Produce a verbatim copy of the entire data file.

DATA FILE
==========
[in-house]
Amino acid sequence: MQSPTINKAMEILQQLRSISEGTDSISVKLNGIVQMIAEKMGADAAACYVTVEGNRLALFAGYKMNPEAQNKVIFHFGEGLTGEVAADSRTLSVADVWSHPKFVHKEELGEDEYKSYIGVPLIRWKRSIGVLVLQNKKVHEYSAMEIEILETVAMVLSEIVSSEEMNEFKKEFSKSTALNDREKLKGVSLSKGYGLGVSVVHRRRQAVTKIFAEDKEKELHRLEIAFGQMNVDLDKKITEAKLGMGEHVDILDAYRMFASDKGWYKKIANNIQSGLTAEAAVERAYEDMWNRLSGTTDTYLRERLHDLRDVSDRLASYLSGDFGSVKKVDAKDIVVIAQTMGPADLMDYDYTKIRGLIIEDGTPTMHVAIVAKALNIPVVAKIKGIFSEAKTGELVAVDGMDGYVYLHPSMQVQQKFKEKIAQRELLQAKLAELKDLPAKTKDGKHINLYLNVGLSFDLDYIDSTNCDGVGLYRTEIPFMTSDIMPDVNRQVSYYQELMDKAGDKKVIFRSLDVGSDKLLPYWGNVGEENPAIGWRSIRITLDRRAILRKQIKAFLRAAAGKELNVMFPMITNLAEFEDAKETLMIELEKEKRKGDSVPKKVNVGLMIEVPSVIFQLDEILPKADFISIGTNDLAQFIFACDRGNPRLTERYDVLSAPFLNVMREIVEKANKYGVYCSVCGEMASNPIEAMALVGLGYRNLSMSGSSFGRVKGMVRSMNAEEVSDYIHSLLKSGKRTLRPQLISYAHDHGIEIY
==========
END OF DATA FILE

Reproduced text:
[in-house]
Amino acid sequence: MQSPTINKAMEILQQLRSISEGTDSISVKLNGIVQMIAEKMGADAAACYVTVEGNRLALFAGYKMNPEAQNKVIFHFGEGLTGEVAADSRTLSVADVWSHPKFVHKEELGEDEYKSYIGVPLIRWKRSIGVLVLQNKKVHEYSAMEIEILETVAMVLSEIVSSEEMNEFKKEFSKSTALNDREKLKGVSLSKGYGLGVSVVHRRRQAVTKIFAEDKEKELHRLEIAFGQMNVDLDKKITEAKLGMGEHVDILDAYRMFASDKGWYKKIANNIQSGLTAEAAVERAYEDMWNRLSGTTDTYLRERLHDLRDVSDRLASYLSGDFGSVKKVDAKDIVVIAQTMGPADLMDYDYTKIRGLIIEDGTPTMHVAIVAKALNIPVVAKIKGIFSEAKTGELVAVDGMDGYVYLHPSMQVQQKFKEKIAQRELLQAKLAELKDLPAKTKDGKHINLYLNVGLSFDLDYIDSTNCDGVGLYRTEIPFMTSDIMPDVNRQVSYYQELMDKAGDKKVIFRSLDVGSDKLLPYWGNVGEENPAIGWRSIRITLDRRAILRKQIKAFLRAAAGKELNVMFPMITNLAEFEDAKETLMIELEKEKRKGDSVPKKVNVGLMIEVPSVIFQLDEILPKADFISIGTNDLAQFIFACDRGNPRLTERYDVLSAPFLNVMREIVEKANKYGVYCSVCGEMASNPIEAMALVGLGYRNLSMSGSSFGRVKGMVRSMNAEEVSDYIHSLLKSGKRTLRPQLISYAHDHGIEIY